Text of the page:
Homeland Security director says firms must be aware of internal cyber attacks

A Belfast conference was told of the need for more focus on the threat from within

Cyber bad guys come in all shapes and sizes these days. However it is just as likely that the person sitting next to you could be the biggest threat to your company’s online security rather than the virtual criminal sitting thousands of miles away.

That’s according to one of the top experts from the Department of Homeland Security in the United States.

Douglas Maughan says businesses may be up to speed when it comes to their own IT systems, but any employee with access to a smart device – from phones to tablets and iPads – could pose a security risk of which most companies are not even aware.

Maughan, who is division director of Homeland Security’s cybersecurity division, believes most people volunteer too much personal information online – which leaves not only themselves as individuals open for attack but also potentially the organisations which employ them.


"The bad guys only need one opportunity to exploit," he said during a visit to Northern Ireland as part in the World Cyber Security Technology Research Summit.

Organised by the Centre for Secure Information Technologies at Queen's University, the summit attracted top experts from around the world and included insights from Facebook, Intel, McAfee and various governments.

Maughan tells his Belfast audience that complacency is one of the biggest dangers when it comes to cyber security.

“There is a general lack of awareness about the need for better security. Nearly everything that you own or come in to contact with – from your phone to your car to a medical device – is really just software, and software is vulnerable, so we need to learn about how we can understand the threats better.”

This year's summit took place against a growing uneasiness about the way companies and governments use information harvested online. The continued fallout from revelations by the whistleblower Edward Snowden, who revealed details of an orchestrated surveillance campaign by the US National Security Agency, has prompted questions about exactly how governments use online data.

According to Maughan, the scenarios portrayed in Hollywood movies or hit American television shows like Person of Interest might not be too far away from reality.

“Where do Hollywood thrillers get their ideas from? – real life. Do you ever think that scenarios that look like they came from the pages of a thriller could become reality? Or do you ever think about just how much organisations like Google, for example, know about you – or if that app you downloaded for Starbucks could be leaking information about you that you might not be aware of?”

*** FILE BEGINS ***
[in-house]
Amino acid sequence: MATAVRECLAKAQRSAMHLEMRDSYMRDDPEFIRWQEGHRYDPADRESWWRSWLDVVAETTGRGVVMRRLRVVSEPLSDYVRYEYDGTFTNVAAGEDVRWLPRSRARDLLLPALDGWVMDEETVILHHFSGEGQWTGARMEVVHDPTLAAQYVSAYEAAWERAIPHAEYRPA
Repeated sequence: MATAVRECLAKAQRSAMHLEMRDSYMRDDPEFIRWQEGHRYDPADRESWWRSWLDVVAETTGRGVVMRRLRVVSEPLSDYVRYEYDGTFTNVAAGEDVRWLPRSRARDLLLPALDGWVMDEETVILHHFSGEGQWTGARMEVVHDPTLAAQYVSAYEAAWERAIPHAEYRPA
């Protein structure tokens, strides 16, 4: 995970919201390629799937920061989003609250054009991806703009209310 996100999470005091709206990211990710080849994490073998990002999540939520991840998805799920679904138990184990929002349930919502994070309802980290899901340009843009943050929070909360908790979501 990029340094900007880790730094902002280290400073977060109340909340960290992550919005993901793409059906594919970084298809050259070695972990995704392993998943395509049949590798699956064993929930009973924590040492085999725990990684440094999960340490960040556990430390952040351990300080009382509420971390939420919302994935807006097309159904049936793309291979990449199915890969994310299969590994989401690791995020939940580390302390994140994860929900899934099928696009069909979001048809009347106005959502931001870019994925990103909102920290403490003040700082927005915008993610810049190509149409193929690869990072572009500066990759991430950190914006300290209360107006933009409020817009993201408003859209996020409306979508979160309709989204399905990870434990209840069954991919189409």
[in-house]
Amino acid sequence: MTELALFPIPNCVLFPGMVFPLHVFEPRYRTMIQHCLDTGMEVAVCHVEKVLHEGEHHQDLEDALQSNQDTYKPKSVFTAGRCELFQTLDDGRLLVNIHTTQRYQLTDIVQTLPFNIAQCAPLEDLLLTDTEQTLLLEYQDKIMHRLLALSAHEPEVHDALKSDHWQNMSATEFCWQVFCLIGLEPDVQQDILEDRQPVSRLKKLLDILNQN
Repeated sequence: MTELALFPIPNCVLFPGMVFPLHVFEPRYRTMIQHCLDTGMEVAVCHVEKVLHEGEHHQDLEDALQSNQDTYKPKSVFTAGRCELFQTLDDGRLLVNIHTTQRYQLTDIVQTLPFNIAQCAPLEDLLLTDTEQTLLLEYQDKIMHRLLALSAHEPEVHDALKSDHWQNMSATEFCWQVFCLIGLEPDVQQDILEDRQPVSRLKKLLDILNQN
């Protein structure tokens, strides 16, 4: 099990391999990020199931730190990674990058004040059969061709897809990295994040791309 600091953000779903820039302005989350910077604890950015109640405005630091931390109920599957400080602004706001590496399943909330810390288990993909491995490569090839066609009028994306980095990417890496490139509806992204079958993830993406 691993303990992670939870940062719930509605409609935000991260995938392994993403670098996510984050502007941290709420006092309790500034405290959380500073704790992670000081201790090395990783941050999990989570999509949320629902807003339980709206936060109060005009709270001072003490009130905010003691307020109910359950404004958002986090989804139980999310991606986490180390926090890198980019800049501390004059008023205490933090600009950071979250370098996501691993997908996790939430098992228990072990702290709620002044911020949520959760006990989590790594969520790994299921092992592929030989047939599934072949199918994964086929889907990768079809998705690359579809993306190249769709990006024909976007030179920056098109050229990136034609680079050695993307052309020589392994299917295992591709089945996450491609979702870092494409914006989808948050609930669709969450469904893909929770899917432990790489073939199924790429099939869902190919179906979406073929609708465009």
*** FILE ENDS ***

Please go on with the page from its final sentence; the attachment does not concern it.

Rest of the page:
He says that while businesses are more aware of the threat of a cyber attack or cyber crime being perpetrated against their organisation, they are perhaps less focused on their first line of defence – “the user”.

“The business community needs to look at the human piece of the threat because people now give away personal information without a second thought. From Facebook to downloading apps, every day they expose themselves to a new threat,” Maughan states.

He believes the cyber threat will escalate because the “workforce of the future” will in all likelihood be even more comfortable with sharing all kinds of personal information with virtual strangers.

“Technology is part of every- day life for kids today. They are so familiar with mobile devices there is a level of established trust. In the future, they could be even more free about sharing information online – too free,” according to Maughan who, incidentally, does not own a smart phone.

He says a global campaign to educate future workforces about online threats is needed. “It’s time to start educating everyone – even schoolchildren – about the danger of revealing too much online. Once its out there you can’t control it.

“We should start teaching kids how to code at five years old. These kids spend most of their lives on mobile devices so why not utilise their skills, help them make a career out of it.”

Queen’s is developing a new master’s degree in cybersecurity that will begin in September.

It says the demand for cyber security experts is growing at 12 times the rate of the job mar- ket. Queen’s currently operates the largest university lab for cyber security research in the UK. So far, it says the Centre for Secure Information Technologies has helped to secure more than 100 hi-tech inward investments and co-inspire new start-up companies, which employ 2,000 people.